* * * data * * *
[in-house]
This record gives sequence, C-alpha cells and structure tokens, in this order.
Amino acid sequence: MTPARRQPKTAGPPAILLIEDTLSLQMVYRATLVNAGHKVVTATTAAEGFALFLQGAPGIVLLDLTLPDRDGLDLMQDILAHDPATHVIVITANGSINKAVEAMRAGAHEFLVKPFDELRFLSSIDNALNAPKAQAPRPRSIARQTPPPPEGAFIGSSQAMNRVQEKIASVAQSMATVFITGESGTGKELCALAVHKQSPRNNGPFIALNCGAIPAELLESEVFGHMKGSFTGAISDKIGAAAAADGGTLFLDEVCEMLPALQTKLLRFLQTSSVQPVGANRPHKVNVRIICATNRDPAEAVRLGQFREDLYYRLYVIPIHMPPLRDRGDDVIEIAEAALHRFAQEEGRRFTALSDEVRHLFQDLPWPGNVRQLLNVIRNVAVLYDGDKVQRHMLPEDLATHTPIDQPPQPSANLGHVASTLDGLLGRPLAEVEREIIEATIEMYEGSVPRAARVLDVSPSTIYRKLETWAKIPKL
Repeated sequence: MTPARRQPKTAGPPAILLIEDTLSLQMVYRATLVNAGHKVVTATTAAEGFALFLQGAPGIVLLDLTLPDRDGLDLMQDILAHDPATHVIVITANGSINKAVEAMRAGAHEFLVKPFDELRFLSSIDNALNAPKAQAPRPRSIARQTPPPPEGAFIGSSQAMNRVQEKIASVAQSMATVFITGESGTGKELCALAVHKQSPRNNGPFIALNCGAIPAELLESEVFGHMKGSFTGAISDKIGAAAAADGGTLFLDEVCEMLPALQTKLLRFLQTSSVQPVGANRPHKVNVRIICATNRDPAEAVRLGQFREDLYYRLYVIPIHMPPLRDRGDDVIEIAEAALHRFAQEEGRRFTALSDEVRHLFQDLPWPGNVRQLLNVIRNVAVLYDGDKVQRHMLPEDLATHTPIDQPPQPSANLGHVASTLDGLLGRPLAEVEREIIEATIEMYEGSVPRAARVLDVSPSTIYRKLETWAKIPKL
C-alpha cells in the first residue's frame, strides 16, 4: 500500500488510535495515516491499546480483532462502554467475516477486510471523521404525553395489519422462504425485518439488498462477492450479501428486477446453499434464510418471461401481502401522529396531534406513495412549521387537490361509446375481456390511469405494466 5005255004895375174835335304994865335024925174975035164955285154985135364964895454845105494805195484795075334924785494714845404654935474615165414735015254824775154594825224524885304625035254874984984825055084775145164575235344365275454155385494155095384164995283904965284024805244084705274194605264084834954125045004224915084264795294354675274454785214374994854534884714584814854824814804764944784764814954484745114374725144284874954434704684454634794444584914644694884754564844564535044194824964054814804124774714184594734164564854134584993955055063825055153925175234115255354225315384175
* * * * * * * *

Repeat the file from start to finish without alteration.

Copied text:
[in-house]
This record gives sequence, C-alpha cells and structure tokens, in this order.
Amino acid sequence: MTPARRQPKTAGPPAILLIEDTLSLQMVYRATLVNAGHKVVTATTAAEGFALFLQGAPGIVLLDLTLPDRDGLDLMQDILAHDPATHVIVITANGSINKAVEAMRAGAHEFLVKPFDELRFLSSIDNALNAPKAQAPRPRSIARQTPPPPEGAFIGSSQAMNRVQEKIASVAQSMATVFITGESGTGKELCALAVHKQSPRNNGPFIALNCGAIPAELLESEVFGHMKGSFTGAISDKIGAAAAADGGTLFLDEVCEMLPALQTKLLRFLQTSSVQPVGANRPHKVNVRIICATNRDPAEAVRLGQFREDLYYRLYVIPIHMPPLRDRGDDVIEIAEAALHRFAQEEGRRFTALSDEVRHLFQDLPWPGNVRQLLNVIRNVAVLYDGDKVQRHMLPEDLATHTPIDQPPQPSANLGHVASTLDGLLGRPLAEVEREIIEATIEMYEGSVPRAARVLDVSPSTIYRKLETWAKIPKL
Repeated sequence: MTPARRQPKTAGPPAILLIEDTLSLQMVYRATLVNAGHKVVTATTAAEGFALFLQGAPGIVLLDLTLPDRDGLDLMQDILAHDPATHVIVITANGSINKAVEAMRAGAHEFLVKPFDELRFLSSIDNALNAPKAQAPRPRSIARQTPPPPEGAFIGSSQAMNRVQEKIASVAQSMATVFITGESGTGKELCALAVHKQSPRNNGPFIALNCGAIPAELLESEVFGHMKGSFTGAISDKIGAAAAADGGTLFLDEVCEMLPALQTKLLRFLQTSSVQPVGANRPHKVNVRIICATNRDPAEAVRLGQFREDLYYRLYVIPIHMPPLRDRGDDVIEIAEAALHRFAQEEGRRFTALSDEVRHLFQDLPWPGNVRQLLNVIRNVAVLYDGDKVQRHMLPEDLATHTPIDQPPQPSANLGHVASTLDGLLGRPLAEVEREIIEATIEMYEGSVPRAARVLDVSPSTIYRKLETWAKIPKL
C-alpha cells in the first residue's frame, strides 16, 4: 500500500488510535495515516491499546480483532462502554467475516477486510471523521404525553395489519422462504425485518439488498462477492450479501428486477446453499434464510418471461401481502401522529396531534406513495412549521387537490361509446375481456390511469405494466 5005255004895375174835335304994865335024925174975035164955285154985135364964895454845105494805195484795075334924785494714845404654935474615165414735015254824775154594825224524885304625035254874984984825055084775145164575235344365275454155385494155095384164995283904965284024805244084705274194605264084834954125045004224915084264795294354675274454785214374994854534884714584814854824814804764944784764814954484745114374725144284874954434704684454634794444584914644694884754564844564535044194824964054814804124774714184594734164564854134584993955055063825055153925175234115255354225315384175